## Friday, November 11, 2016

### Baseball Fun

Baseball & Math

Baseball and math have always been closely tied. Whether you are counting runs, calculating batting averages, or figuring out a pitcher’s earned run average, you are doing math. Spend some time talking about baseball or other sport statistics with your little fan.

Another way for baseball fans to play with numbers and play some virtual baseball is to visit http://www.funbrain.com/math/index.html and play Math Baseball. Your child can choose to practice addition, subtraction, multiplication, or division. They can select from 4 different difficulty levels: easy, medium, hard, or super brain. If they answer a question correctly their team will earn a single, double, triple, and home run. The correct answers will move the players around the bases and score runs.

Have fun!

## Tuesday, November 1, 2016

### Make Ten Card Game

Make Ten Card Game

This is a great way to help your 1st grader (or older) improve their speed at finding number combinations that add up to 10 (or higher in the advanced variations). Carry a set of the cards with you, because this is a great game to play in restaurants, doctor's offices, and other places where kids get bored.

Target Age:  1st grade for the basic version, 2nd grade and up for the variations

Materials:  Deck of cards with face cards and tens removed.

How to Play:
1. Deal a 3 x 3 grid of cards face up.
2. Have your child look for a combination of 2 cards that add up to ten.
3. The child can then remove the cards and the missing spots should have new cards placed face up from the remaining deck.
4. Whenever there are no combinations of 10, pick up all the cards, reshuffle, and deal out 9 new cards face up.

Variations (from easiest to most advanced):

1. Add the tens back into the deck and have your child find combinations that add up to 11.
2. Add the face cards into the deck and assign them values (jack = 11, queen = 12, king = 13) and have the child find combinations to 12, 13, or 14.
3. Tell the child they can use more than 2 cards to add up to the target number.
4. You can even turn it into a multiplication game. Be creative!

## Wednesday, October 26, 2016

### Halloween Fun

Visit this great blog http://blog.maketaketeach.com/halloween-freebie/ for a fun Halloween addition and subtraction practice game that you can play as a family. This activity is 2nd grade homework for Wednesday October 26, 2016, but it is fun to play anytime for lots of ages.

## Most of us remember learning our multiplication tables such as 7 x 8 = 56. Just as important are the addition, subtraction, and division tables. Being able to quickly retrieve facts such as 18 - 9 = 9 or 36/9 = 4 is known as automaticity. The official definition: Automaticity /ˌɔːtəməˈtɪsᵻti/ is the ability to do things without occupying the mind with the low-level details required, allowing it to become an automatic response pattern or habit. It is usually the result of learning, repetition, and practice. So when we say students should practice their math facts, we mean practice the addition, subtraction, multiplication, and division problems using numbers up to 10 (or higher) so that they can develop automaticity. Notice also that automaticity requires learning, repetition, and practice in order to build the neural connections in the memory area of the brain. Your child's teacher will be sending home activities that can help your child develop their memory of the important math facts. This blog will also act as a collection point for these ideas to use at home. Why Are Math Facts Important? Knowing math facts to automaticity helps build confidence in math. Imagine the frustration as a child is trying to learn how to add 399 + 516, but they still have to stop and think hard about the answers to 9 + 6 or 9 + 1. They end up feeling like math work is painfully slow which can lead to overall negative feelings about math. Studies have shown that students who use the memory part of their brain to retrieve basic math facts instead of the processing part of their brain, perform significantly higher on PSAT tests as high school juniors. The exact reason requires more study, but scientists theorize that memorization of basic facts frees up the processing part of the brain so it can work more effectively on the problem solving involved in the test.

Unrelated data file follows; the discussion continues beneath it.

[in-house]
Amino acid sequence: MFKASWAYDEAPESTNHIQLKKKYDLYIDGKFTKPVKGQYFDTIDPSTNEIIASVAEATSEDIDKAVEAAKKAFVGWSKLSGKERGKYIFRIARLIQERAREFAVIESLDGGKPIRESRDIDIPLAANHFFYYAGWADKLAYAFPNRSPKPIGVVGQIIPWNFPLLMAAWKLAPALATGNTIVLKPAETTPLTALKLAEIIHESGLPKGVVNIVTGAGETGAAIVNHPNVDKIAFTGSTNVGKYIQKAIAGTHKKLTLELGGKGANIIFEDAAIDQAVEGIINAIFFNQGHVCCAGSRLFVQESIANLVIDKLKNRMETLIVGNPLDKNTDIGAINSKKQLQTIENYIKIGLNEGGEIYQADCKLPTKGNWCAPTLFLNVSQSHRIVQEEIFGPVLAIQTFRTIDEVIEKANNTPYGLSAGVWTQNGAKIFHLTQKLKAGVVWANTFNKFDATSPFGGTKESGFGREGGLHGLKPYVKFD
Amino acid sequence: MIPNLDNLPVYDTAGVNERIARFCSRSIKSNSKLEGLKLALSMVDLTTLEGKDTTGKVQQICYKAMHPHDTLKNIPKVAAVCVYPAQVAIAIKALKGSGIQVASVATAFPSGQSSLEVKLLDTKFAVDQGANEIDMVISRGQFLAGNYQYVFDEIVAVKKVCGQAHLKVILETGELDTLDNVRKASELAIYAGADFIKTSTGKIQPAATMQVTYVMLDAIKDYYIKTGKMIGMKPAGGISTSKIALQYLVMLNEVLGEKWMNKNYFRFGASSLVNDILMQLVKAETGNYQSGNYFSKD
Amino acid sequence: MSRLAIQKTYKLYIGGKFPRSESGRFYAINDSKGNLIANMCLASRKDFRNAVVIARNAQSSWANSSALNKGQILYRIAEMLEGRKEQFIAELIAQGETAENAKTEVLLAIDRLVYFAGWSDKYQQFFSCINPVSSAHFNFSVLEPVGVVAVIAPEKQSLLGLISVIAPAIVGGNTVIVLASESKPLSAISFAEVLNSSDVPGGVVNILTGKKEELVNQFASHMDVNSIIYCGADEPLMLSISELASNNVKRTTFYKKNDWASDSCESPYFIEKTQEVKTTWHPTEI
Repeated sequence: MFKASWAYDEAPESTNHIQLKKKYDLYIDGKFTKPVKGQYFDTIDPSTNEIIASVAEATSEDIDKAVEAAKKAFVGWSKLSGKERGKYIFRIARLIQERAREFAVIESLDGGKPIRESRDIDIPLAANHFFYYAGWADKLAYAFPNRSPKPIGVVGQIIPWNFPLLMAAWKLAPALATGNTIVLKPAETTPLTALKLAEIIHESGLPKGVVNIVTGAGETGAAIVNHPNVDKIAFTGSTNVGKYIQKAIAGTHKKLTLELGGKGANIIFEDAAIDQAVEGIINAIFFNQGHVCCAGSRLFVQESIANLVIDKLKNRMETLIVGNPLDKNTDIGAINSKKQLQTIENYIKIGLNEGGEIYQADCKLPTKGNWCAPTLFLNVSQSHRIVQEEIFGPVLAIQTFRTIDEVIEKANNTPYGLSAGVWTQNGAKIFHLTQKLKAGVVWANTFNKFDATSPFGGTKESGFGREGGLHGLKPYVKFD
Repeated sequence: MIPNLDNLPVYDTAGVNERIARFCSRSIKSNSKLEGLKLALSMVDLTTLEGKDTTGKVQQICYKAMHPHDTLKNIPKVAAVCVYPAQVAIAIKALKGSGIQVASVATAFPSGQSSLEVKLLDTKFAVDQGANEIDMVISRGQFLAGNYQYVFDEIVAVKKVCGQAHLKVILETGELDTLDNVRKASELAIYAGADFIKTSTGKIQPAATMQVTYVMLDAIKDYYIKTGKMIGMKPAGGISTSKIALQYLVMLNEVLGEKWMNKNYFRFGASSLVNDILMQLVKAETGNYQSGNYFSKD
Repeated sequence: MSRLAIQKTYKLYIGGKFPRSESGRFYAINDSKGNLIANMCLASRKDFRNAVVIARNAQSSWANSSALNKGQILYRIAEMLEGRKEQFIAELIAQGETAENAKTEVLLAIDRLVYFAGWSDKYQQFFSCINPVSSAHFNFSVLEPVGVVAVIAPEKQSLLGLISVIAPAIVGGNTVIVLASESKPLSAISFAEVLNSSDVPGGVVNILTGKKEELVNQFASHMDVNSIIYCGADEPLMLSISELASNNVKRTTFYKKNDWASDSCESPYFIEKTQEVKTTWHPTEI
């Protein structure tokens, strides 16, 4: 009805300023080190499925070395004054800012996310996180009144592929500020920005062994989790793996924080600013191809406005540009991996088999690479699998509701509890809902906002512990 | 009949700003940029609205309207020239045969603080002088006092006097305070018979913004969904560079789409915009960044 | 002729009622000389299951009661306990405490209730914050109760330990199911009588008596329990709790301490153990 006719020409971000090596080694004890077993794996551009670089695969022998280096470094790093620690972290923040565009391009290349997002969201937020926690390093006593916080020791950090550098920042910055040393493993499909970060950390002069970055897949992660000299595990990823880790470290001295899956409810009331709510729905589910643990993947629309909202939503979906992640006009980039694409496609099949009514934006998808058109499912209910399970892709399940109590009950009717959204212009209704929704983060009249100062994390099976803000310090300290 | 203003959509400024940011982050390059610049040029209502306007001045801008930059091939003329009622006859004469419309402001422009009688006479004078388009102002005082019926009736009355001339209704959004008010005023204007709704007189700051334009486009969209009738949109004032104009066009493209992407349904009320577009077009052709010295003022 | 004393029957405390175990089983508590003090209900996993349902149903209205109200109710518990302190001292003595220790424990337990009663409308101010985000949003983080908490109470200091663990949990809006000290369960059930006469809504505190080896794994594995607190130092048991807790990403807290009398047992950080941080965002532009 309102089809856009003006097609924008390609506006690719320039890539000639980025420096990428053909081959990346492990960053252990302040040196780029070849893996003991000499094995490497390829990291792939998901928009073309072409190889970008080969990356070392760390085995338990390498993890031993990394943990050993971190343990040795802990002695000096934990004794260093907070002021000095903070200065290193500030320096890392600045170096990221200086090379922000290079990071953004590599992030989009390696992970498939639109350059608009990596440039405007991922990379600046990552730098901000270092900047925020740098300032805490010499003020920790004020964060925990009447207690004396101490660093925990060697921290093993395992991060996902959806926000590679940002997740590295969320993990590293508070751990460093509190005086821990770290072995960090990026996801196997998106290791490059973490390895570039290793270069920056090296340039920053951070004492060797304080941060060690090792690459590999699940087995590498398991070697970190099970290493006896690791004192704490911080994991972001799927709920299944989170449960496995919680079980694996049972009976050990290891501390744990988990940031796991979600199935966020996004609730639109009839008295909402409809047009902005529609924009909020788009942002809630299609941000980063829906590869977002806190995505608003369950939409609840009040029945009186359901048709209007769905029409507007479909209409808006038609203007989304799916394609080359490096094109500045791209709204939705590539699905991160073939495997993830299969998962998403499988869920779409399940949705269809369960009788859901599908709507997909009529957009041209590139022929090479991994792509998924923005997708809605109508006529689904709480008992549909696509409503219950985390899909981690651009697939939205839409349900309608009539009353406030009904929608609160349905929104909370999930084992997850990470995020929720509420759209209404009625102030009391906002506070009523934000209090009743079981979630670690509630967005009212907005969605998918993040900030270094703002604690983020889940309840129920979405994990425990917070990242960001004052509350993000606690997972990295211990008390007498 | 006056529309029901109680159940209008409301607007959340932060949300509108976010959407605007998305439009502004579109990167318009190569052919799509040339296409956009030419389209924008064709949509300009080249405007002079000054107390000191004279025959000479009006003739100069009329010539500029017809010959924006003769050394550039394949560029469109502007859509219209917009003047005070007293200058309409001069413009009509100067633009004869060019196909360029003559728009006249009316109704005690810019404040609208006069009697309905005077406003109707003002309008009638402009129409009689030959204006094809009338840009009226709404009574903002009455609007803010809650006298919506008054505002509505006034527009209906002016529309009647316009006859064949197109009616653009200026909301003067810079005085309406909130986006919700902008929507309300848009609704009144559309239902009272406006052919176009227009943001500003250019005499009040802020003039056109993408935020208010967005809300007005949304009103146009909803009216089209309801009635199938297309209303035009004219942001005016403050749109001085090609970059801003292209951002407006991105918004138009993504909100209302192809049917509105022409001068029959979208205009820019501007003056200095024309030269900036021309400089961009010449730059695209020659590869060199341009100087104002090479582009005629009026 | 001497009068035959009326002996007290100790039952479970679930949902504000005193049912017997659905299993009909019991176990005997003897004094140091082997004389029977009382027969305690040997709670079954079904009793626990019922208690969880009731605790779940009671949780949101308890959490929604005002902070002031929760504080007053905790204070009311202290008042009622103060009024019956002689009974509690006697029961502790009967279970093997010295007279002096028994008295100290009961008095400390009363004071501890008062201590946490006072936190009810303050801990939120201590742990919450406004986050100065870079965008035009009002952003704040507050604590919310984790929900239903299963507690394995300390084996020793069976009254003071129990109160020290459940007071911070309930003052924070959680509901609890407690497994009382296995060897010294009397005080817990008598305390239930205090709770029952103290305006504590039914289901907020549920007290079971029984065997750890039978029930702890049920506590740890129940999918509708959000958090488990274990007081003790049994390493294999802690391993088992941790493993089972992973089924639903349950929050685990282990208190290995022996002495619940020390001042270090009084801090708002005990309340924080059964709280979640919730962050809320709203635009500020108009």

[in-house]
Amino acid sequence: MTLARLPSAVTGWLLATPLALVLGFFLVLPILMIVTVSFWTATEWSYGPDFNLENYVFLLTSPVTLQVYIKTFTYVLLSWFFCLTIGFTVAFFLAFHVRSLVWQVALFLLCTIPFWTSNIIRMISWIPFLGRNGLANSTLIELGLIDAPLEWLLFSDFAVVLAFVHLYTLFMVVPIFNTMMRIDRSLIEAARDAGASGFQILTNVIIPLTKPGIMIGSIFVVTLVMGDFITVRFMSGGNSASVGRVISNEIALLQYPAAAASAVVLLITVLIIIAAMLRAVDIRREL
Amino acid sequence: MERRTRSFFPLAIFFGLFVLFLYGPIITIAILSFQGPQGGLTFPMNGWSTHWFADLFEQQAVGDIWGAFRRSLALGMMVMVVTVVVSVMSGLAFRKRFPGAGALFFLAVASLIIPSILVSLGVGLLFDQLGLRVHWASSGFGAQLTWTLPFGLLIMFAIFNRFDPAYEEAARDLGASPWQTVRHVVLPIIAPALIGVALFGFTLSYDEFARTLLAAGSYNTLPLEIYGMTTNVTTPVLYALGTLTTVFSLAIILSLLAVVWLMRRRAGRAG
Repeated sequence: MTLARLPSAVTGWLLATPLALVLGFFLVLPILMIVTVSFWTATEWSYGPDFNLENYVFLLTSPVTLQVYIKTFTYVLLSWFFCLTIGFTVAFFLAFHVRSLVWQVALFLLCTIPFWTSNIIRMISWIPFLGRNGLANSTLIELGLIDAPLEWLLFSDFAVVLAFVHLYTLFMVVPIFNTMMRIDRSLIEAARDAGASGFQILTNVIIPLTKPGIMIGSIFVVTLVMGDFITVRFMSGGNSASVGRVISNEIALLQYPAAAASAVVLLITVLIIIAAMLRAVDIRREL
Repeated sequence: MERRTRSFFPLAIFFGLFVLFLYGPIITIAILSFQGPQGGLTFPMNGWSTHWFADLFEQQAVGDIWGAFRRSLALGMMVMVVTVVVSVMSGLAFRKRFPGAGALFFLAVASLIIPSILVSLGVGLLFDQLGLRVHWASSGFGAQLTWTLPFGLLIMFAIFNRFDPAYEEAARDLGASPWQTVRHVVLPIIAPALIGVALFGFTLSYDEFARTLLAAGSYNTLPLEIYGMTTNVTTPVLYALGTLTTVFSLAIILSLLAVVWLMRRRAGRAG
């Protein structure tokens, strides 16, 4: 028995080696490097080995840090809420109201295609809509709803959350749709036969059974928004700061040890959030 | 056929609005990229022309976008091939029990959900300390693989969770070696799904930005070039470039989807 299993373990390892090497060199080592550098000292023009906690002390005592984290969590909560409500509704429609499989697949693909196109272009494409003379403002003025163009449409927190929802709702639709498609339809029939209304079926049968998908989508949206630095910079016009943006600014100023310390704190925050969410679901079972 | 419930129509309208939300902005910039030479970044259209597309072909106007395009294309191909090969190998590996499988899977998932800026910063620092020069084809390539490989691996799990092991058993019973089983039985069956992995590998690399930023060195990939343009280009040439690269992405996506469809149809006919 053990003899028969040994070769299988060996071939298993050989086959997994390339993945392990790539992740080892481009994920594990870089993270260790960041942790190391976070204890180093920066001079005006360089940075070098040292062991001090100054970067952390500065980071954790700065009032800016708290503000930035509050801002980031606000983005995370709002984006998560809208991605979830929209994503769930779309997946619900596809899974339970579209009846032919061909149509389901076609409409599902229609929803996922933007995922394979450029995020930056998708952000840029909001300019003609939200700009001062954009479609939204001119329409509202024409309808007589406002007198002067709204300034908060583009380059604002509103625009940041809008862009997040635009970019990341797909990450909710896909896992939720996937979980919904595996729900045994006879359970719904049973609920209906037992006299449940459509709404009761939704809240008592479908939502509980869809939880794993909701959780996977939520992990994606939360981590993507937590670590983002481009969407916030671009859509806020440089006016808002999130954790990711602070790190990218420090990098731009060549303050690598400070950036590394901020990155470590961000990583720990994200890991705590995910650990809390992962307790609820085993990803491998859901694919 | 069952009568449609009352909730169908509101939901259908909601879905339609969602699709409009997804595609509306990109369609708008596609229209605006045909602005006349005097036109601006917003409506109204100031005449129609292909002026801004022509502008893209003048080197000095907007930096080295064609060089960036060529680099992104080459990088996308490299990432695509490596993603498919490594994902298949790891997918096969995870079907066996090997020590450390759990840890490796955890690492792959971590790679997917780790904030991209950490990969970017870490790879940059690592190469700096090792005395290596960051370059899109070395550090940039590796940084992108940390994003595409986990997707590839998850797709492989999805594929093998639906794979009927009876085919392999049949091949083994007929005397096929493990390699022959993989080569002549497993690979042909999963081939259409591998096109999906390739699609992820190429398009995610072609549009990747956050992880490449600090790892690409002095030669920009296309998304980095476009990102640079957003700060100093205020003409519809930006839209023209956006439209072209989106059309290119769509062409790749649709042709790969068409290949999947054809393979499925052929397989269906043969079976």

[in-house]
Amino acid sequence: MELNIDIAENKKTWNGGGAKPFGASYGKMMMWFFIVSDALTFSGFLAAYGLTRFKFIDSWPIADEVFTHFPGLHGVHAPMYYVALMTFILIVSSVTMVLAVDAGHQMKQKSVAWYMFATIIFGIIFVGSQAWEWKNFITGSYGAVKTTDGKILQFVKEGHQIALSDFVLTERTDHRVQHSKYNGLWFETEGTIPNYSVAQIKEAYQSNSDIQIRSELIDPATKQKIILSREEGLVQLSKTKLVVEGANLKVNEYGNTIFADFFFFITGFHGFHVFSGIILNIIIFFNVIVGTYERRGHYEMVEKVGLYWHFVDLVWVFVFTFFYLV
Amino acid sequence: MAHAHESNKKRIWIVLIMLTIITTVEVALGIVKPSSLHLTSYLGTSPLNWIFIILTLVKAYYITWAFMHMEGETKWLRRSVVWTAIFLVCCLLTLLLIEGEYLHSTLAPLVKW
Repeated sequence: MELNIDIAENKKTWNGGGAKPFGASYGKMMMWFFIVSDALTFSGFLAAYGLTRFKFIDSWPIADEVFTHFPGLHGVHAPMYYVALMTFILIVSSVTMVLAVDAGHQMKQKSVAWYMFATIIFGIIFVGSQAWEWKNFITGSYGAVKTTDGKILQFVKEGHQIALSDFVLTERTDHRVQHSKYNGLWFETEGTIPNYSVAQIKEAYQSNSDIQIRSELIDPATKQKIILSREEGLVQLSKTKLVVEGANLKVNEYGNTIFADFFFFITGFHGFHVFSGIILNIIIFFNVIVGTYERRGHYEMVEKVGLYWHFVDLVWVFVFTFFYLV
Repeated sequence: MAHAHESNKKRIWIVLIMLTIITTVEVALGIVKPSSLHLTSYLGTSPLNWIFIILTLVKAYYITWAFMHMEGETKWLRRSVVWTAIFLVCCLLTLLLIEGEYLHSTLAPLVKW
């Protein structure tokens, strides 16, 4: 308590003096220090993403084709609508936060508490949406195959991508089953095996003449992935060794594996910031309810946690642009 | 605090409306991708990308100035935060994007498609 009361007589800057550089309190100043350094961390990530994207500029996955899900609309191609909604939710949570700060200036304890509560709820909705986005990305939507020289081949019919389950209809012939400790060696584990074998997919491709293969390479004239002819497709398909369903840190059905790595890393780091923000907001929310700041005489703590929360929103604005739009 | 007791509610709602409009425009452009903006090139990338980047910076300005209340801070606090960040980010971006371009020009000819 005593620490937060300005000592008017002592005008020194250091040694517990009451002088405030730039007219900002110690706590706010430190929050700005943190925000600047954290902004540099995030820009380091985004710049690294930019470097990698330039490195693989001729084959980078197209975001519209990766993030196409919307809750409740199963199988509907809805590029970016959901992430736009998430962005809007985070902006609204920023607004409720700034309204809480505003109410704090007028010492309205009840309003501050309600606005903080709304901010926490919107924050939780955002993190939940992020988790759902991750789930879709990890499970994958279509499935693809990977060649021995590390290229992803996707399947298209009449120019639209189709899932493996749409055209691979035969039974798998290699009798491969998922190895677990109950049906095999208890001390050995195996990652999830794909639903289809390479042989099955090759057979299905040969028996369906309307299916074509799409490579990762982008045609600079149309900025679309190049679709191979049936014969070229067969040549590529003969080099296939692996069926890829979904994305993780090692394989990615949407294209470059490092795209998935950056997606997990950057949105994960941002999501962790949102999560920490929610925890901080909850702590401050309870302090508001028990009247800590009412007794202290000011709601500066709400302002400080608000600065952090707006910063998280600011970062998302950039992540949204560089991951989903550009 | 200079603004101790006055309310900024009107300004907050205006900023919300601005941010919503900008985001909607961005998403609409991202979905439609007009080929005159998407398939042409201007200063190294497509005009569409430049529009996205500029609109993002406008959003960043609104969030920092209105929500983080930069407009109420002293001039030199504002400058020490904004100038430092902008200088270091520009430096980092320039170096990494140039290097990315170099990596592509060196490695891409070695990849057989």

Recommended Math Fact Speed by Grade

 FPM = facts per minute Addition Subtraction Multiplication Division Kindergarten Not tested Not tested Not tested Not tested 1st grade Up to 9 + 9 (not timed) Up to 18 - 9 (not timed) Not tested Not tested 2nd grade Up to 9 + 9 20 FPM Up to 18 - 9 20 FPM Not tested Not tested 3rd grade Up to 9 + 9 20 FPM Up to 18 - 9 20 FPM Up to 9 x 9 15 FPM Up to 81 ÷ 9 15 FPM 4th grade Up to 10 + 10 25 FPM Up to 18 - 9 25 FPM Up to 12 x 12 20 FPM Up to 144 ÷ 12 18 FPM 5th grade Up to 10 + 10 30 FPM Up to 20 - 10 30 FPM Up to 12 x 12 25 FPM Up to 144 ÷ 12 25 FPM 6th grade Up to 12 + 12 35 FPM Up to 20 - 10 35 FPM Up to 12 x 12 35 FPM Up to 144 ÷ 12 35 FPM